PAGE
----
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Analysing what new signing Mauro Zarate can add to the Fiorentina attack

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The former West Ham striker scored his first goal for the club in midweek against Carpi

Maurizio Lagana/Getty Images

New signing Mauro Zarate was unleashed on Serie A minnows Carpi this week, the former Lazio and Inter forward making an instant impression as he grabbed a late goal - and all three points - for his new side.

Moving from West Ham back to Serie A, the 28 year old told reporters at his introductory press conference that he was keen to help a team that he had enjoyed watching after an unhappy spell in England.

"I'm happy to be back [in Italy]. This is a great team, and I want to prove what kind of player I am," he said shortly after signing a three-year contract with the Viola. "I want to get involved and do well. Football in the Premier League is very good and I was fine there, but I wasn't playing the role I wanted, so I decided to come back so I can play in attack."

While Zarate undoubtedly underperformed with the London club, it was hoped he would add some much-needed variety and depth to the Viola attack which, despite driving the team to the top of the table in October, had recently become predictable to opposition teams - especially top sides with astute Coaches - who have quickly worked out Paulo Sousa's game plan. Sitting in third place in Serie A, the Gigliati have lost six games, totalling more than Inter and AS Roma below them, and four of those defeats have been inflicted by top six sides.


As the tweet below shows, possession was high in the games against AS Roma and AC Milan, but ultimately both games ended in defeat. On these two occasions, the opposition was content to concede possession and play on the counter attack, as passing was slow and Fiorentina's easily anticipated attack was dealt with comfortably.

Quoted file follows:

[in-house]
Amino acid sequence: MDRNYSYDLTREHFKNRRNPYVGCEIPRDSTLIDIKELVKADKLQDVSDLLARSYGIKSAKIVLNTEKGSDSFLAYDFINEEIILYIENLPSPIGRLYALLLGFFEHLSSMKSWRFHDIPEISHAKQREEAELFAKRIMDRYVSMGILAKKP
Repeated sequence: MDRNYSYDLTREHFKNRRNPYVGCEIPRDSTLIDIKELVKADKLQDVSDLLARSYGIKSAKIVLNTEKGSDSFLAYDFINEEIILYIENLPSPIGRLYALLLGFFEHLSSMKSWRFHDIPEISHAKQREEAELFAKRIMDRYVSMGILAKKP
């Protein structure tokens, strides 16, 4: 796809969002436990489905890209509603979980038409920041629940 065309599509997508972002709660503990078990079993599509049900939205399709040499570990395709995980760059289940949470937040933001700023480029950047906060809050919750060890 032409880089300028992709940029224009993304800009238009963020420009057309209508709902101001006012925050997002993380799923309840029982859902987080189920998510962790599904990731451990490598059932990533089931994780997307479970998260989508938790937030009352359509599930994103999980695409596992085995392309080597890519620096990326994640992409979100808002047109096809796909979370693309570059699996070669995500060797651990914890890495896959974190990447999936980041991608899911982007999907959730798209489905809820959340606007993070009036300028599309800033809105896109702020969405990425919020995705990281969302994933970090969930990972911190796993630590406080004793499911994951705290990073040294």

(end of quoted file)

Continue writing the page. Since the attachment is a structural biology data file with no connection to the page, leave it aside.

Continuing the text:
Indeed, that view is supported by statistics taken from WhoScored.com which show Fiorentina lead the league in terms of both possession (61.1%) and passing success (86.4%)  yet have only the fourth most prolific attack in the division. Their tally of 41 goals scored thus far is a staggering 11 behind Serie A leaders Napoli (52) and it appeared their lack of cutting edge was once again going to hinder progress in the midweek clash with Carpi.

Being held to a 1-1 draw, Paulo Sousa threw on Zarate with around a quarter of an hour to go and the Buenos Aires-born star quickly set about proving what he could do. With only a minute of stoppage time remaining, he quickly changed direction with the ball and curled a wonderful right footed shot into the net, perfectly fulfilling the role of an impact substitute that Fiorentina have been so desperately lacking.

He undoubtedly changed the game for La Viola, offering a different attacking approach to Josip Ilicic. The Slovenian has been in fine form this season and has netted ten times in Serie A, however up until now, Paulo Sousa has had no viable alternative in games where his passing style has become ineffective and predictable. Against Carpi, Ilicic made five dribbles and made two key passes but failed to register a single shot on target, but the difference post January transfer window meant that the man who replaced him brought something new to the attack.

As the graphic below - courtesy of the FourFourTwo StatsZone app - shows, Zarate played just 14 minutes but quickly set about making a good first impression, recording two shots,  completed two dribbles and made four successful passes.

zarate

Unlike his new team-mates, he is not looking to pass first, and that selfishness could arguably be vital to the side over the coming weeks as an alternative when Plan A fails. That is not to criticise the style of play Sousa has implemented, but in order to force the opposition team to rethink the way they defend, there is now a viable alternative in Zarate.


"Anyone who speaks badly of me should wait and see what I do on the pitch," the man himself had said at that aforementioned press conference and his performance against Carpi suggests that Zarate has started as he means to go on.